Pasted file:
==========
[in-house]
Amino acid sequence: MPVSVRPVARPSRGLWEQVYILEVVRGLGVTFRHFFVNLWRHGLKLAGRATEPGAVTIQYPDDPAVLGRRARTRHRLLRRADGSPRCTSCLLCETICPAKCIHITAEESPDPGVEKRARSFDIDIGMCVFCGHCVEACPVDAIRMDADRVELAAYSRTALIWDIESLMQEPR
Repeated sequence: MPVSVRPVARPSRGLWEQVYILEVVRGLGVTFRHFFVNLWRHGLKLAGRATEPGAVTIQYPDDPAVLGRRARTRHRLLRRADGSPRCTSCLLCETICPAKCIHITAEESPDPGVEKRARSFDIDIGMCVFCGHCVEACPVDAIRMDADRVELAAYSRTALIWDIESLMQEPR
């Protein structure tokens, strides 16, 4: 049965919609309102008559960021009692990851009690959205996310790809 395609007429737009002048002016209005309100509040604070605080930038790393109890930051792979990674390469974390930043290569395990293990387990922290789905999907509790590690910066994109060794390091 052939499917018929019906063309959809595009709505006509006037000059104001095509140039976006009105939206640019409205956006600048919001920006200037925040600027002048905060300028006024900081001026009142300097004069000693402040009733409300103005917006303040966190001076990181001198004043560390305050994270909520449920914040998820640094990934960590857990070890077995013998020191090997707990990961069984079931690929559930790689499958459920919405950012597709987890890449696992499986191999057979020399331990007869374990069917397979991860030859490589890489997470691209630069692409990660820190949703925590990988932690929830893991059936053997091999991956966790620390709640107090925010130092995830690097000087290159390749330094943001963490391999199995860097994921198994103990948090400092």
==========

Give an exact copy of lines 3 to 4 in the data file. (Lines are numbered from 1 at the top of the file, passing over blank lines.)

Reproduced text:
Repeated sequence: MPVSVRPVARPSRGLWEQVYILEVVRGLGVTFRHFFVNLWRHGLKLAGRATEPGAVTIQYPDDPAVLGRRARTRHRLLRRADGSPRCTSCLLCETICPAKCIHITAEESPDPGVEKRARSFDIDIGMCVFCGHCVEACPVDAIRMDADRVELAAYSRTALIWDIESLMQEPR
């Protein structure tokens, strides 16, 4: 049965919609309102008559960021009692990851009690959205996310790809 395609007429737009002048002016209005309100509040604070605080930038790393109890930051792979990674390469974390930043290569395990293990387990922290789905999907509790590690910066994109060794390091 052939499917018929019906063309959809595009709505006509006037000059104001095509140039976006009105939206640019409205956006600048919001920006200037925040600027002048905060300028006024900081001026009142300097004069000693402040009733409300103005917006303040966190001076990181001198004043560390305050994270909520449920914040998820640094990934960590857990070890077995013998020191090997707990990961069984079931690929559930790689499958459920919405950012597709987890890449696992499986191999057979020399331990007869374990069917397979991860030859490589890489997470691209630069692409990660820190949703925590990988932690929830893991059936053997091999991956966790620390709640107090925010130092995830690097000087290159390749330094943001963490391999199995860097994921198994103990948090400092």